On January 1, 2016, the Southern Fried Science central server began uploading blog posts apparently circa 2041. Due to a related corruption of the contemporary database, we are, at this time, unable to remove these Field Notes from the Future or prevent the uploading of additional posts. Please enjoy this glimpse into the ocean future while we attempt to rectify the situation.

How to fight invasive software: the cure to the cyborg crisis.

Field Notes from the FutureJanuary 29, 20160

On January 1, 2016, the Southern Fried Science central server began uploading blog posts apparently circa 2041. Due to a related corruption of the contemporary database, we are, at this time, unable to remove these Field Notes from the Future or prevent the uploading of additional posts. Please enjoy this glimpse into the ocean future while we attempt to rectify the situation.

It came from the deep.

The heart of Zero Cloner is a snippet of cunningly concealed genetic code isolated from shrimp on the Mid-Cayman Spreading Center, retro-edited to create an easy to edit gene region to which other Cloner derivatives can latch.  Zero Cloner pave the way for Omega Cloner. Omega Cloner spread across the world, locking augmented humans out of society. The Standard Deviants launched a series of attacks early Monday morning, destroying essential digital architecture needed to maintain a fully integrated world.

Entire nations are grinding to a halt. We needed a cure, and we needed it fast.

It also came from the deep.  (more…)

Technocracy and the Sea

Field Notes from the FutureJanuary 28, 20161

On January 1, 2016, the Southern Fried Science central server began uploading blog posts apparently circa 2041. Due to a related corruption of the contemporary database, we are, at this time, unable to remove these Field Notes from the Future or prevent the uploading of additional posts. Please enjoy this glimpse into the ocean future while we attempt to rectify the situation.

“The sea is big. The sea is cruel. She takes more than she gives. That’s how it’s always been.”

This line from my long forgotten first science fiction novel still resonates with me. The ocean is a tough place. No matter how good we get at working at sea, the sea always finds new and creative ways to totally undermine our endeavors.

The last quarter century has seen a tremendous rise in our collective faith in technology’s power to save us. When hundreds of thousands were dying on the roads, we made car that drove themselves, reducing traffic fatalities by several orders of magnitude. After the last great recession, we created new digital currencies to protect our savings from market forces. When we could no longer afford to burn coal and oil, we finally built an alternative energy infrastructure.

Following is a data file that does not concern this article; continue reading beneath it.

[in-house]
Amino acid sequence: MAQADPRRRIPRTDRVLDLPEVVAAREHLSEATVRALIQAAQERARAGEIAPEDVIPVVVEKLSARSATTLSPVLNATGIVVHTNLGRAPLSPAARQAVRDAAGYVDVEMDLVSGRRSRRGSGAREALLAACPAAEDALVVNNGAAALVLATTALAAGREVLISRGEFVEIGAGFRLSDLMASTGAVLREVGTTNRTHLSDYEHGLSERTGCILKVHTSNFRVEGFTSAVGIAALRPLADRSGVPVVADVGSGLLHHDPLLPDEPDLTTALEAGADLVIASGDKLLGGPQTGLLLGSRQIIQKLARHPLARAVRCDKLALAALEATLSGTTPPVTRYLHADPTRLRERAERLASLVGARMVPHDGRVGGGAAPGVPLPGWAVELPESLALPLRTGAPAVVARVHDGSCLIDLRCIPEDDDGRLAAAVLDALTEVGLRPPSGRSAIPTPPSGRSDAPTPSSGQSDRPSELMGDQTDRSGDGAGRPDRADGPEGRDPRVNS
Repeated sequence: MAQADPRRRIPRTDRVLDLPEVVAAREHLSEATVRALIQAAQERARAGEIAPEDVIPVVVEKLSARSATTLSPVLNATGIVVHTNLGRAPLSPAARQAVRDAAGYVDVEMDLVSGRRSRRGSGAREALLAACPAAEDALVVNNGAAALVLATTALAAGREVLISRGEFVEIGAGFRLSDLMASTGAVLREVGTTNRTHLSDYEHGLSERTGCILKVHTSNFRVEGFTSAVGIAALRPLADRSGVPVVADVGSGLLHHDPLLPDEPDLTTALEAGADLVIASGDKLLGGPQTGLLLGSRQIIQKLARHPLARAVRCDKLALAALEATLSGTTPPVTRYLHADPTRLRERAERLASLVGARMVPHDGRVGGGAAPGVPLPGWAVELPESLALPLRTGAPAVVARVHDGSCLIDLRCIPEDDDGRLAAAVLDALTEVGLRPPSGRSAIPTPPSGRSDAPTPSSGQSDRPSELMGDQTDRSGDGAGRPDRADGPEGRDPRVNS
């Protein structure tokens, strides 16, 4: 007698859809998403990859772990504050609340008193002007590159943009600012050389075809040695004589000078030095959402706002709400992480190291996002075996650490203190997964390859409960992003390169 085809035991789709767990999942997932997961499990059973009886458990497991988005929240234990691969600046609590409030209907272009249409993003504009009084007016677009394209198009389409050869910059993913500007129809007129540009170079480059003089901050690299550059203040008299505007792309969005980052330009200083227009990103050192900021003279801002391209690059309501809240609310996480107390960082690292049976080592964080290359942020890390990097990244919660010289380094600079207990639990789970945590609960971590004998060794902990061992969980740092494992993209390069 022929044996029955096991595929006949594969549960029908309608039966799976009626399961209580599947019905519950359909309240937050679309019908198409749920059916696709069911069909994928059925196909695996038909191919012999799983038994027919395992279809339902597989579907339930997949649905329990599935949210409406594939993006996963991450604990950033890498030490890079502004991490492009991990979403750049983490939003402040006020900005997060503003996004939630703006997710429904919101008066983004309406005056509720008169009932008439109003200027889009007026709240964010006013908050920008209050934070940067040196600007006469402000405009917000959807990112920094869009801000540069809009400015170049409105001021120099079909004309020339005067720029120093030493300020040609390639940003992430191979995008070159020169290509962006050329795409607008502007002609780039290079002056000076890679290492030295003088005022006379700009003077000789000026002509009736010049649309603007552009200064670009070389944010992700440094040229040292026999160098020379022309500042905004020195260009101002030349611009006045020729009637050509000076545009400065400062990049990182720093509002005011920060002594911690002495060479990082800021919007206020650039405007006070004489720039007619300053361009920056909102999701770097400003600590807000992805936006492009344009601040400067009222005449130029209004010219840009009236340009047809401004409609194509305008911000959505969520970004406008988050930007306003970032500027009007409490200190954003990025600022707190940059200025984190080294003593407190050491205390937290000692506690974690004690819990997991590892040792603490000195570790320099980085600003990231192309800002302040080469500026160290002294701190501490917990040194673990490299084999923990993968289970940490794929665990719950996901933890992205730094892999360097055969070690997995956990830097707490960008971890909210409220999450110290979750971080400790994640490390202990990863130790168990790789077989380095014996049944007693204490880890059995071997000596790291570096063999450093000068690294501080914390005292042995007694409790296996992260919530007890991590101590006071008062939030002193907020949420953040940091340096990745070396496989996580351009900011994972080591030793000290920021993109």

When firearm deaths and mass shootings were out of control, we built “safe” guns with sophisticated biometric locks, and developed clothing and shields to reduce fatalities. These measures had almost no effect, but we continue to throw technology at the problem.

That is the problem with technocracy.  (more…)

Remember when sexism in science died? Me neither.

Field Notes from the Future0

On January 1, 2016, the Southern Fried Science central server began uploading blog posts apparently circa 2041. Due to a related corruption of the contemporary database, we are, at this time, unable to remove these Field Notes from the Future or prevent the uploading of additional posts. Please enjoy this glimpse into the ocean future while we attempt to rectify the situation.

Any female scientist my age (Generation Pre-Internet) can remember when sexism was a standard rite of passage.  Truly, you hadn’t ‘made it’ in science until you could one-up your colleague’s harassment story.  I remember being enlisted into the Sisterhood of the Travelling Confidants (to quote an old classic), where we laughed at the futility of filing complaints while helping new members process their anger.  We were powerless back then… but many.

Then came the advent of ‘social media’, sharing and liking posts, hashtags, connectivity and a voice.  This led to the realization that all institutes of every field of science had their own Sisterhoods.  One by one, reluctantly, these groups came out of the libraries on the second floor (there’s a second floor??), hidden basement kitchenettes, and forgotten conference rooms.  New members, who were younger and more internet savvy than the old guard, took to social media to process their anger.  The sisterhoods became solidarities when male colleagues used their position to amplify the messages.  Soon, a spotlight was put on our inside joke that reporting harassment to higher-ups was as effective as one of David’s remote petitions, and titans of torment began to fall, one by one, each story more disturbing – at least to those outside of the sisterhood – than the last. (more…)